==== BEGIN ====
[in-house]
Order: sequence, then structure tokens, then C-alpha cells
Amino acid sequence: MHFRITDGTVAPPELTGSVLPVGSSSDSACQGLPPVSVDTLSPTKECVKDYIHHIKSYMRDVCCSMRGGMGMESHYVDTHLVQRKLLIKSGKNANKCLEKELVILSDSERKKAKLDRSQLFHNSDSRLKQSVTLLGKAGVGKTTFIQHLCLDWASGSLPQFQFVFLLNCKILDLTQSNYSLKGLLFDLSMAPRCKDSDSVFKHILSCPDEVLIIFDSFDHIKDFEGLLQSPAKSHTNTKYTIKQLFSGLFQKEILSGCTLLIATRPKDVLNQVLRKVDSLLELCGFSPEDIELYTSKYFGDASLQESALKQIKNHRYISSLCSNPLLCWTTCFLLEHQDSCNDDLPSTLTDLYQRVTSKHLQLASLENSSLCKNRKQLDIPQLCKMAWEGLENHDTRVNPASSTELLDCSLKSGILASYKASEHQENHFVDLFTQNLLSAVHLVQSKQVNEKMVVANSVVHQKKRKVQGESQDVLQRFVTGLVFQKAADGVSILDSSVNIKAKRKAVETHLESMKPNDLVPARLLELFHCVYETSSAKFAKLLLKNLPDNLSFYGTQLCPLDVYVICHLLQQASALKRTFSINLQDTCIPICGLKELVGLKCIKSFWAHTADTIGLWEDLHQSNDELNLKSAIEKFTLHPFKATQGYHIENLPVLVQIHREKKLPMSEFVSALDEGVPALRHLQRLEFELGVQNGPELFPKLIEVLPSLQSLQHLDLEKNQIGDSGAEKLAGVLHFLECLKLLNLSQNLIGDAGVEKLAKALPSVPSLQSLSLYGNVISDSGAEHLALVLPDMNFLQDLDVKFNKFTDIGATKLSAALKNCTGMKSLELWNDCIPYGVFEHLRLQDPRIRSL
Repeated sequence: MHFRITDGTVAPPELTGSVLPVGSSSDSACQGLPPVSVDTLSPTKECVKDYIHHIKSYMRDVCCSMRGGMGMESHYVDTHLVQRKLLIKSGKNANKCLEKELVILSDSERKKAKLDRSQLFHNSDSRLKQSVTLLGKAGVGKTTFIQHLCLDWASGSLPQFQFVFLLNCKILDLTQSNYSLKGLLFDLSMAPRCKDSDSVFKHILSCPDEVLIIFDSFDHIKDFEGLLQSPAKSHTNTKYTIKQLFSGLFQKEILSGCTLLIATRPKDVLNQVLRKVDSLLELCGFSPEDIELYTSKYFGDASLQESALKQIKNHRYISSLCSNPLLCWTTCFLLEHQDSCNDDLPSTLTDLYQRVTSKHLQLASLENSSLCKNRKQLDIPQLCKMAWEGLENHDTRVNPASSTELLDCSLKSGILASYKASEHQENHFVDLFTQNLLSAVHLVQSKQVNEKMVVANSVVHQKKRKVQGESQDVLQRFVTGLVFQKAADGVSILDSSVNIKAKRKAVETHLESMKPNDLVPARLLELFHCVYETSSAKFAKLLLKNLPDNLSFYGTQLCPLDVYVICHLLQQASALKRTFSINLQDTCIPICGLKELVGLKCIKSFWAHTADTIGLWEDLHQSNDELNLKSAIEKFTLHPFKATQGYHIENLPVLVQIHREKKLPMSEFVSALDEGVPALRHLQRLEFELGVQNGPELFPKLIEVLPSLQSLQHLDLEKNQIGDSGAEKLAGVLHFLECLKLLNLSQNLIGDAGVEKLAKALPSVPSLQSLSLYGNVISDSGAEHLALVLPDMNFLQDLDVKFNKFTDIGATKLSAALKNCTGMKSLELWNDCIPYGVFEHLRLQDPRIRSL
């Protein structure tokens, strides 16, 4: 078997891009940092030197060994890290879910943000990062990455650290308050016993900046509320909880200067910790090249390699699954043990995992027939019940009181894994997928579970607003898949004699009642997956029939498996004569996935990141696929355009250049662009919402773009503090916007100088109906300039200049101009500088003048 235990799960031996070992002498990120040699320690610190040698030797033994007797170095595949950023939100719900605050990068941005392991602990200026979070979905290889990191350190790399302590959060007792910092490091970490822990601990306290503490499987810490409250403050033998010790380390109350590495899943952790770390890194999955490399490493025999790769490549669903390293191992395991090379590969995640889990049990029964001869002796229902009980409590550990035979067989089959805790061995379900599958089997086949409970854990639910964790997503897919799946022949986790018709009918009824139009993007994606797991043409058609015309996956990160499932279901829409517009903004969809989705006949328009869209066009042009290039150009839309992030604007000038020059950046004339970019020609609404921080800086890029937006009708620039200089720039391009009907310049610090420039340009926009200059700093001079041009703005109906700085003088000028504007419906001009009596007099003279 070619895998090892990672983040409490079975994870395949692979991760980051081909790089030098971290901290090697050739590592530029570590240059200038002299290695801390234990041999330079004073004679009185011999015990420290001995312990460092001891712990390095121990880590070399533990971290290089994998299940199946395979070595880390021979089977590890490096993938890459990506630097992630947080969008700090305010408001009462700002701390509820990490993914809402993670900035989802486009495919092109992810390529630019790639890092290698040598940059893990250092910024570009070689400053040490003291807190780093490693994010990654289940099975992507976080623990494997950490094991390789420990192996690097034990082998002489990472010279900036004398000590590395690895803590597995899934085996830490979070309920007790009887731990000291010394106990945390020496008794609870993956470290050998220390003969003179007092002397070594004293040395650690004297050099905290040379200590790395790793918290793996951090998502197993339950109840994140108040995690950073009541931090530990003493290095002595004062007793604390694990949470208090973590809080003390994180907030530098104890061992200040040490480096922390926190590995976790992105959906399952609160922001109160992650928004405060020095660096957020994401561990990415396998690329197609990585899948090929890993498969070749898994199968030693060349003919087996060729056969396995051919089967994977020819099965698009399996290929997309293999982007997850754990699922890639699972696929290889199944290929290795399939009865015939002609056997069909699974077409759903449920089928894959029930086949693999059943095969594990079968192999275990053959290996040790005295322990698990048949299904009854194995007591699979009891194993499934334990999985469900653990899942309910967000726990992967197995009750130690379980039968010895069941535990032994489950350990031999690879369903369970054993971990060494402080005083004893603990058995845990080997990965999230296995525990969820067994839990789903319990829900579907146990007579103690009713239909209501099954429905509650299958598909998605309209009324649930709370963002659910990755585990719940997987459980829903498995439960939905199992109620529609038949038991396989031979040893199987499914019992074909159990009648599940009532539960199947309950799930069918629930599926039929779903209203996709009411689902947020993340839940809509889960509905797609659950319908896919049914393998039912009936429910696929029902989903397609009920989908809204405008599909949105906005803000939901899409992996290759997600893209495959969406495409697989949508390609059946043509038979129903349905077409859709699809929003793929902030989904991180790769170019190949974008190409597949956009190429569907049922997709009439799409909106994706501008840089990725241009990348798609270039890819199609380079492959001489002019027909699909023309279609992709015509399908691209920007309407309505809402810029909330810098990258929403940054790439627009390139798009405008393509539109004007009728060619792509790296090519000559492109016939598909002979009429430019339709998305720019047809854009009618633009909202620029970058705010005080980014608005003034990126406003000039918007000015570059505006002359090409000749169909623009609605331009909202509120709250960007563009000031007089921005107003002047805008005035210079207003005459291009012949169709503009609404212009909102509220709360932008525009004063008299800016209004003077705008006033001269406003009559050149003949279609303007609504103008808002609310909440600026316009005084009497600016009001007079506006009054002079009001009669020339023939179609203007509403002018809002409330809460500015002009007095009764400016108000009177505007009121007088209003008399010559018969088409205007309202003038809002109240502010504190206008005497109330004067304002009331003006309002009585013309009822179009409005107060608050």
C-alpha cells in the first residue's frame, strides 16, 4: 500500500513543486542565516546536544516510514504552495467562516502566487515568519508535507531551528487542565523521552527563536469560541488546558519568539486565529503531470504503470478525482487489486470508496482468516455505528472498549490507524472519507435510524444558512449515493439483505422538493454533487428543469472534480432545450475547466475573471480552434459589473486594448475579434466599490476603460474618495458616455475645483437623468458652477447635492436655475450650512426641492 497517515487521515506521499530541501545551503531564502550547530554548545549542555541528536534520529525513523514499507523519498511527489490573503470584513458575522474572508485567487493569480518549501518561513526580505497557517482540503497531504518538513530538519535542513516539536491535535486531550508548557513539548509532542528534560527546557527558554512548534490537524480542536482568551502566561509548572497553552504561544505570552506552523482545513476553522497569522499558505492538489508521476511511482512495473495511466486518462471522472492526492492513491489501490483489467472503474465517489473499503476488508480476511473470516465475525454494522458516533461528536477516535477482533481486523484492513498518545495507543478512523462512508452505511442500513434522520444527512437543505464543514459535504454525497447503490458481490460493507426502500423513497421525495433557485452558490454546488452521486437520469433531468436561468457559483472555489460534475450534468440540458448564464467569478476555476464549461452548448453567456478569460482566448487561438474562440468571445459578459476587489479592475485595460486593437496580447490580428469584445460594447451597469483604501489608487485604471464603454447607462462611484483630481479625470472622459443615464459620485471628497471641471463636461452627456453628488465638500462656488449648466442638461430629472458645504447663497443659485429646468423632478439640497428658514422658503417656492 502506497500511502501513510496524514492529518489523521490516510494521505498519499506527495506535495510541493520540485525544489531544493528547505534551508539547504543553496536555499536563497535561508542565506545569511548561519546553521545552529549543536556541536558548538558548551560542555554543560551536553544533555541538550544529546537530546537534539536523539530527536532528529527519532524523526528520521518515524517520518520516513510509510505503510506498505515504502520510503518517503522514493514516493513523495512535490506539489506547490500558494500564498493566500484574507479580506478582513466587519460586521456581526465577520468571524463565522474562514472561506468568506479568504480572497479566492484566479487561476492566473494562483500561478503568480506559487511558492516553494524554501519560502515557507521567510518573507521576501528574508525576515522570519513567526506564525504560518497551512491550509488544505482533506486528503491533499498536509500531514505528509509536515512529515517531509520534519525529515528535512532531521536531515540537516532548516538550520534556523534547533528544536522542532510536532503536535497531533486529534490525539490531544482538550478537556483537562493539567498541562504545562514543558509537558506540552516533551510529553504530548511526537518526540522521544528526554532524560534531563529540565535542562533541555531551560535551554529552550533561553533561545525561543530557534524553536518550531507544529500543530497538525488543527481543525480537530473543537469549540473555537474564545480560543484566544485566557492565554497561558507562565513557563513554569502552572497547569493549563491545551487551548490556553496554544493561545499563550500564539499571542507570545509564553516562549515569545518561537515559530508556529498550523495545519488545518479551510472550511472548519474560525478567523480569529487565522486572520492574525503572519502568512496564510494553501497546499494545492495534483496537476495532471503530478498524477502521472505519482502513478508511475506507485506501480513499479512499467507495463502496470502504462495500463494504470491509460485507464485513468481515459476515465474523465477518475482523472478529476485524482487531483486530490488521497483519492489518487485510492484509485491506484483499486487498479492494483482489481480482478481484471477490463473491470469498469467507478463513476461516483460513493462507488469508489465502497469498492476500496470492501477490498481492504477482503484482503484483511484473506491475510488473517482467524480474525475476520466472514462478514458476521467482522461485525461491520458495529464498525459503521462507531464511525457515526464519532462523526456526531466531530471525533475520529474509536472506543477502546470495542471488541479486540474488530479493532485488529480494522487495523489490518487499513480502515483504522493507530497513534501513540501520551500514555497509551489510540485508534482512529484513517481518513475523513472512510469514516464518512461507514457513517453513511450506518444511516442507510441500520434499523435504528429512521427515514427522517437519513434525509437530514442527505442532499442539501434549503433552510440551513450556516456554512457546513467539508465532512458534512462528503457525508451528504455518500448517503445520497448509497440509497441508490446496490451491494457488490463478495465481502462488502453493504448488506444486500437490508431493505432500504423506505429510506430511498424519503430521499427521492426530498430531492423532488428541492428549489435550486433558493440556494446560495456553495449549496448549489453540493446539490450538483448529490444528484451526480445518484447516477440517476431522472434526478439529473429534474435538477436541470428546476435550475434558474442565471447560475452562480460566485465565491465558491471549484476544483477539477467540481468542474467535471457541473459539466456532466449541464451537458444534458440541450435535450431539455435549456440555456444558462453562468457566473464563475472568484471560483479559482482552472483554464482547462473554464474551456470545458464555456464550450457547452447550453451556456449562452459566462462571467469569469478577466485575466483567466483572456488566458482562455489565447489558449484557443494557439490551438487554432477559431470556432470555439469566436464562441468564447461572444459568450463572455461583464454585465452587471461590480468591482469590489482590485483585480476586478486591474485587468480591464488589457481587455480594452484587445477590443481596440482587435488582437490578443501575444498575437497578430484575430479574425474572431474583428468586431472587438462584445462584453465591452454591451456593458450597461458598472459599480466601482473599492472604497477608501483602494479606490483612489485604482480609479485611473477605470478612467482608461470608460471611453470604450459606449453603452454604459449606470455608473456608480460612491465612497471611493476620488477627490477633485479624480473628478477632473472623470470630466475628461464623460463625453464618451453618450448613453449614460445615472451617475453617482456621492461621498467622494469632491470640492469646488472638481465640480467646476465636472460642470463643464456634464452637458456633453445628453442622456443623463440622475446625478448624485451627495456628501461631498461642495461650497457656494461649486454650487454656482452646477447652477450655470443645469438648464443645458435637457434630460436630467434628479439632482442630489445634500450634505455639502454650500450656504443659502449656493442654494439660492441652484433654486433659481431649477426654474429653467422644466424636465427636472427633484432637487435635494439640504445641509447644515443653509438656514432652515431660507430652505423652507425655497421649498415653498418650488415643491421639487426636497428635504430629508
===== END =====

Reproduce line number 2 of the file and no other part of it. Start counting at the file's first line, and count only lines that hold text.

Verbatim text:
Order: sequence, then structure tokens, then C-alpha cells